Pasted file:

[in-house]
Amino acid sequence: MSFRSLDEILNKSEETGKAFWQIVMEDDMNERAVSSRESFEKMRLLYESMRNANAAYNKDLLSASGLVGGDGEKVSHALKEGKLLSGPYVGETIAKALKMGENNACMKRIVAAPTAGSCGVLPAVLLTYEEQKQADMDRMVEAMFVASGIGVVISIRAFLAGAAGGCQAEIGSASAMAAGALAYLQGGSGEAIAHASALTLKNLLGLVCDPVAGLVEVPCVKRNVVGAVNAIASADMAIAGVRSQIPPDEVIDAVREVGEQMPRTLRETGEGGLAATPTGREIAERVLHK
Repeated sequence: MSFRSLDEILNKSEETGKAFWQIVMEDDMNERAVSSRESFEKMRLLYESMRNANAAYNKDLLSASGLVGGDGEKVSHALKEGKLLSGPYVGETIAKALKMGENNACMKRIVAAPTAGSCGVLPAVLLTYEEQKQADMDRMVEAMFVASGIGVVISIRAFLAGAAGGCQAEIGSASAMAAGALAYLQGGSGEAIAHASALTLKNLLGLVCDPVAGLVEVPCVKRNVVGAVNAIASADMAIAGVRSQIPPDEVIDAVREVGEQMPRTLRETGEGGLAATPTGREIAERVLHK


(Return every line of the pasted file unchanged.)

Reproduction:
[in-house]
Amino acid sequence: MSFRSLDEILNKSEETGKAFWQIVMEDDMNERAVSSRESFEKMRLLYESMRNANAAYNKDLLSASGLVGGDGEKVSHALKEGKLLSGPYVGETIAKALKMGENNACMKRIVAAPTAGSCGVLPAVLLTYEEQKQADMDRMVEAMFVASGIGVVISIRAFLAGAAGGCQAEIGSASAMAAGALAYLQGGSGEAIAHASALTLKNLLGLVCDPVAGLVEVPCVKRNVVGAVNAIASADMAIAGVRSQIPPDEVIDAVREVGEQMPRTLRETGEGGLAATPTGREIAERVLHK
Repeated sequence: MSFRSLDEILNKSEETGKAFWQIVMEDDMNERAVSSRESFEKMRLLYESMRNANAAYNKDLLSASGLVGGDGEKVSHALKEGKLLSGPYVGETIAKALKMGENNACMKRIVAAPTAGSCGVLPAVLLTYEEQKQADMDRMVEAMFVASGIGVVISIRAFLAGAAGGCQAEIGSASAMAAGALAYLQGGSGEAIAHASALTLKNLLGLVCDPVAGLVEVPCVKRNVVGAVNAIASADMAIAGVRSQIPPDEVIDAVREVGEQMPRTLRETGEGGLAATPTGREIAERVLHK